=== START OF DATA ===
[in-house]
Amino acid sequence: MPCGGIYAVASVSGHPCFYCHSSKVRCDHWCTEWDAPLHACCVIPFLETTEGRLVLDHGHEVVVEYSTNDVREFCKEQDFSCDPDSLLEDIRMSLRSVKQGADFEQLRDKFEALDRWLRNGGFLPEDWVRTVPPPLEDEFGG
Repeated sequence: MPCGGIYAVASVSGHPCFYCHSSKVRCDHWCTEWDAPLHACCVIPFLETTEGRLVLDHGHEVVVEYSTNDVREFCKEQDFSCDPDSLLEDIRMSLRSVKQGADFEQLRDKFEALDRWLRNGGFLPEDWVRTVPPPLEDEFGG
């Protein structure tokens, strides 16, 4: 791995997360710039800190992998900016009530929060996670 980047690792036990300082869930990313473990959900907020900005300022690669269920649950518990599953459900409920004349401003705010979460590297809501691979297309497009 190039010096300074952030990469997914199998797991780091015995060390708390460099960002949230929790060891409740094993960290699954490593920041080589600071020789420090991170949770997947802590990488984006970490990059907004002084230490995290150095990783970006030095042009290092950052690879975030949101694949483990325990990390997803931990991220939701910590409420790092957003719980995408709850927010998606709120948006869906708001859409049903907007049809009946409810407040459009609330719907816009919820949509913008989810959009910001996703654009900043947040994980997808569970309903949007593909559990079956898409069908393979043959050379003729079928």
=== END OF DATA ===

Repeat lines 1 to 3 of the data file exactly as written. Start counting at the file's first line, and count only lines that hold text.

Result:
[in-house]
Amino acid sequence: MPCGGIYAVASVSGHPCFYCHSSKVRCDHWCTEWDAPLHACCVIPFLETTEGRLVLDHGHEVVVEYSTNDVREFCKEQDFSCDPDSLLEDIRMSLRSVKQGADFEQLRDKFEALDRWLRNGGFLPEDWVRTVPPPLEDEFGG
Repeated sequence: MPCGGIYAVASVSGHPCFYCHSSKVRCDHWCTEWDAPLHACCVIPFLETTEGRLVLDHGHEVVVEYSTNDVREFCKEQDFSCDPDSLLEDIRMSLRSVKQGADFEQLRDKFEALDRWLRNGGFLPEDWVRTVPPPLEDEFGG